I am a licensed clinical social worker since 1992. I received my MSW from Columbia University in New York.
Previous to my career as a psychotherapist I taught High School Psychology and worked with adolescents in an after school program for 13 years. This endeared me to teenagers and I have loved the opportunity to work with them ever since. The challenges they face are often compelling and I approach my work with teens and preteens with a great deal of respect for the complexity of navigating life in the 21st Century. While many things have been made easier by technology, emotional matters have in some ways become even more difficult for the developing adolescent. I write more about this in the section, Therapy for Adolescents.
I was affiliated with a major metropolitan hospital in New York City for 12 years. For much of that time I worked with working with individuals and families living with AIDS, and coping with addiction. Before the advent of life prolonging medications, AIDS patients died within a fairly short time from diagnosis. This prompted within me, a deeper understanding and appreciation of the complexity of the grief process, including as it relates to psychotherapy, spirituality, culture and class. This work experience also made me more emotionally resilient, allowing me to stay more fully present and nonjudgmental in the face of stigma and loss associated with both the AIDS epidemic and addiction.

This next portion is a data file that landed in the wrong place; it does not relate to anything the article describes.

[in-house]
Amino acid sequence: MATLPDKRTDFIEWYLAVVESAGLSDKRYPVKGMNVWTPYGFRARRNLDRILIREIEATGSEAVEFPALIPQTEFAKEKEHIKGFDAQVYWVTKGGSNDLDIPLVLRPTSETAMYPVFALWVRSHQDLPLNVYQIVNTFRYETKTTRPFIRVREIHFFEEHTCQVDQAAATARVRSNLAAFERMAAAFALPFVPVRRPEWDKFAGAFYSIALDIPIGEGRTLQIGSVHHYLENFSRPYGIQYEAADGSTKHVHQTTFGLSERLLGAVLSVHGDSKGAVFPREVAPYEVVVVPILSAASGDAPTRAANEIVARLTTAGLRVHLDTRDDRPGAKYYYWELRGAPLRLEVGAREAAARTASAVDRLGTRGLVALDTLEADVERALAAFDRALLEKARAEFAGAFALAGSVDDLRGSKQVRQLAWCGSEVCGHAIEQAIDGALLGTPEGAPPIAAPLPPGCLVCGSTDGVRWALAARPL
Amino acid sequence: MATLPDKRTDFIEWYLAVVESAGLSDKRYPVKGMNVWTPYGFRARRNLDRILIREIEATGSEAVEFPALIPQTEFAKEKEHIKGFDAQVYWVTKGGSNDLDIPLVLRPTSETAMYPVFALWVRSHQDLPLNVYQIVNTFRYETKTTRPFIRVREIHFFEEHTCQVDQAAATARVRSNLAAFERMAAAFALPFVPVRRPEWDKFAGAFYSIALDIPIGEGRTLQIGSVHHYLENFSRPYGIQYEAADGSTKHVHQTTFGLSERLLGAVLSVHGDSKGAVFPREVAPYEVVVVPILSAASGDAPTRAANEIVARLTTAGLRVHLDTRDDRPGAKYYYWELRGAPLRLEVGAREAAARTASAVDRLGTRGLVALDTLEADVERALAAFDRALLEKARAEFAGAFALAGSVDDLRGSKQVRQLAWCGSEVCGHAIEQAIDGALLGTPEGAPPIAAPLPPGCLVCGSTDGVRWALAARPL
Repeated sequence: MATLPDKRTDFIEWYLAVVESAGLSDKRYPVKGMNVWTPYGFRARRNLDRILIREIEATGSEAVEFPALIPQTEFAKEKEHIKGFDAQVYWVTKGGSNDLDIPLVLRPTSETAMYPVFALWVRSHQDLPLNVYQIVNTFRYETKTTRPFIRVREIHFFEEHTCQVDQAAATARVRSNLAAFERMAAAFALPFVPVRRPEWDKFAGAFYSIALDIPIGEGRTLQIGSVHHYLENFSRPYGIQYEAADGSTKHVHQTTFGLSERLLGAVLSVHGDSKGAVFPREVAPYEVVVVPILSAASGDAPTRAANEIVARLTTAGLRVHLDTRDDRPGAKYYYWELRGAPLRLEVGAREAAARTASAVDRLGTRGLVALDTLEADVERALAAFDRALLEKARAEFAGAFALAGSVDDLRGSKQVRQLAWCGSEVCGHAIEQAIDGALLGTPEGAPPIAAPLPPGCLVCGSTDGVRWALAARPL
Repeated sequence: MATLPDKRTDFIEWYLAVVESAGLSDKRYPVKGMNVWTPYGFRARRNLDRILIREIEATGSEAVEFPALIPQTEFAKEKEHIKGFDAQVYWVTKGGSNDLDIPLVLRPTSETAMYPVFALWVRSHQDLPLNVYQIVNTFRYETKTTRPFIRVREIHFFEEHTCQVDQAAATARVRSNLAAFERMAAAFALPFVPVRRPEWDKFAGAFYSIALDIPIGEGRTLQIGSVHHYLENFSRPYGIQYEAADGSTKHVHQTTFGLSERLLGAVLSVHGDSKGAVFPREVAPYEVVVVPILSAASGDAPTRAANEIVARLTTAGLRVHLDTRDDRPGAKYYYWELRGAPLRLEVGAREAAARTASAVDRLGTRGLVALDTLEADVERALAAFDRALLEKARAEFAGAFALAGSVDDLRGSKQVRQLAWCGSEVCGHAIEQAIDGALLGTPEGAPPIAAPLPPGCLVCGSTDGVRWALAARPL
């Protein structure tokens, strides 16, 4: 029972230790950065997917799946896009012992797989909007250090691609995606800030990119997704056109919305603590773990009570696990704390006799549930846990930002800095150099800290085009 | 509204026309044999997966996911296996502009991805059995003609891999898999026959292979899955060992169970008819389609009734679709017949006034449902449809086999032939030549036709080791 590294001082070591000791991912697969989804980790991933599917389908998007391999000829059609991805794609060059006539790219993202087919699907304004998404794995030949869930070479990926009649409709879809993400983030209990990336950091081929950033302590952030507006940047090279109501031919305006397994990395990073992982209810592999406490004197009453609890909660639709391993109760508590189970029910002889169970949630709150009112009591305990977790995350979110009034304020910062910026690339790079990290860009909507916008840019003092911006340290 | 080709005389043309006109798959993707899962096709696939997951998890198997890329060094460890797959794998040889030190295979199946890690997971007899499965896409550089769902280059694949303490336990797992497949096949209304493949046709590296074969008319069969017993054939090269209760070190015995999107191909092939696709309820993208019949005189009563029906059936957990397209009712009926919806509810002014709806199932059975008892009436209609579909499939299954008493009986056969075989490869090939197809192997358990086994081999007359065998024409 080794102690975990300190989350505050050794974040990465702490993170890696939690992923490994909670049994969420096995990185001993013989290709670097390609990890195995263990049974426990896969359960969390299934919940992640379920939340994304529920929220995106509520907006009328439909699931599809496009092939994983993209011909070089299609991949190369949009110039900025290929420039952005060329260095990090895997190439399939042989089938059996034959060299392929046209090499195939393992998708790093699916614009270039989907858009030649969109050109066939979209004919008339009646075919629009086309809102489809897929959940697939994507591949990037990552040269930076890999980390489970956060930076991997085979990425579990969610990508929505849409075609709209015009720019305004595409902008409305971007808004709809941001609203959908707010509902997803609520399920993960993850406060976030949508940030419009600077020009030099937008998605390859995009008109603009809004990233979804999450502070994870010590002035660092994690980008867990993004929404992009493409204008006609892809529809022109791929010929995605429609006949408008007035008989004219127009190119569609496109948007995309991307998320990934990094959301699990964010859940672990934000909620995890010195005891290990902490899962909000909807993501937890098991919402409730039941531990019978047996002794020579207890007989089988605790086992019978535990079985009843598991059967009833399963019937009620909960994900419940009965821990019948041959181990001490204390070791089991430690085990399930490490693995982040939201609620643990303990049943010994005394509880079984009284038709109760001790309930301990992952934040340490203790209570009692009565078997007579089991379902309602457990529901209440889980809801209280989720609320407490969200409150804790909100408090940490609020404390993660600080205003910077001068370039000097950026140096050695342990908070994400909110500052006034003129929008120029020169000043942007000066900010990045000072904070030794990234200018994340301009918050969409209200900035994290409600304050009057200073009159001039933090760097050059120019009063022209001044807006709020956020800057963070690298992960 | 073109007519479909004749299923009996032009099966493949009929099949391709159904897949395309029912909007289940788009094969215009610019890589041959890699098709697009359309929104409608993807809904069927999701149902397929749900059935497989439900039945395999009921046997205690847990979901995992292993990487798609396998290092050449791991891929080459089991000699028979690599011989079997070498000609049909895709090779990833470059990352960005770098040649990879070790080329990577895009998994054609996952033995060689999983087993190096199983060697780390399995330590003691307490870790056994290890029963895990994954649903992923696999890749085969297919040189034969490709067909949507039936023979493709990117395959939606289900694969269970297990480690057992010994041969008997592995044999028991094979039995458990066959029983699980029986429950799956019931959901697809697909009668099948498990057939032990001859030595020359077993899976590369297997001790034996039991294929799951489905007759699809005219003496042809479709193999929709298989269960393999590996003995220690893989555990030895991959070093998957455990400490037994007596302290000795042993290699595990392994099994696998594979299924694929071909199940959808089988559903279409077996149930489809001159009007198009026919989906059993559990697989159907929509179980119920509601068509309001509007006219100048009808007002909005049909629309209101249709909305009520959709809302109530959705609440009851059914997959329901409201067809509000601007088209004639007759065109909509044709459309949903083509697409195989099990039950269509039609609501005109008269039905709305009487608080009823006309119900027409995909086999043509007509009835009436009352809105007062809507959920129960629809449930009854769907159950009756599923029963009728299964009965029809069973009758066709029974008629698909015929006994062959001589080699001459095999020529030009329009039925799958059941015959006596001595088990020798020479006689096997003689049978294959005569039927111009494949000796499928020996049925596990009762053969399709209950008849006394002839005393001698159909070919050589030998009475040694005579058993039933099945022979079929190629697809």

From 2003 to 2006 I was a partner in The InsightOut Institute, an organization which taught conflict resolution in corporate settings. The psychological dynamics associated with our personal histories often play out in a parallel process within the workplace. The InsightOut Institute helped administrators to uncover these more subtle barriers affecting the peak performance of their staff, including administrators' own unconscious biases. Applying therapy principles in this large-scale setting proved to be instructive for me in attaining an appreciation of the pressures inherent in the corporate employment model.
In 2006 I co-hosted a radio show called “Whose Truth Is It Anyway?” which explored complex social and political issues in American culture. Social Work training emphasizes the effects that the environment has on individual development and family dynamics. In our work together, I will always be considering your place in the world from the perspective of your individual psychology, your family and work environments and your perception of how you have been shaped by American culture .
In the 1990's my lifetime interest and study in the field of Spirituality was advanced by my introduction to Buddhist thought, mainly the ideas associated with Mindfulness. Research in the Western application of these principles is now almost 40 years in the making and many mental health clinicians note the great benefit of adding this knowledge base to their psychotherapy practice. I began my training in Acceptance and Commitment Therapy (ACT) in 2012 and I routinely incorporate this model into my work.
My expertise in the area of parenting and childhood development stems from professional training and personal experience. In many ways, my children have been my best teachers. My understanding of current challenges facing today's parents of youngsters is outlined in the section Therapy with Adolescents and in the article Parenting Challenges.
I have been in private practice in Larchmont, NY since 1998.
"At times we all need some guidance in accessing our inner wisdom. Good therapy can facilitate this process in often unexpected and surprising ways."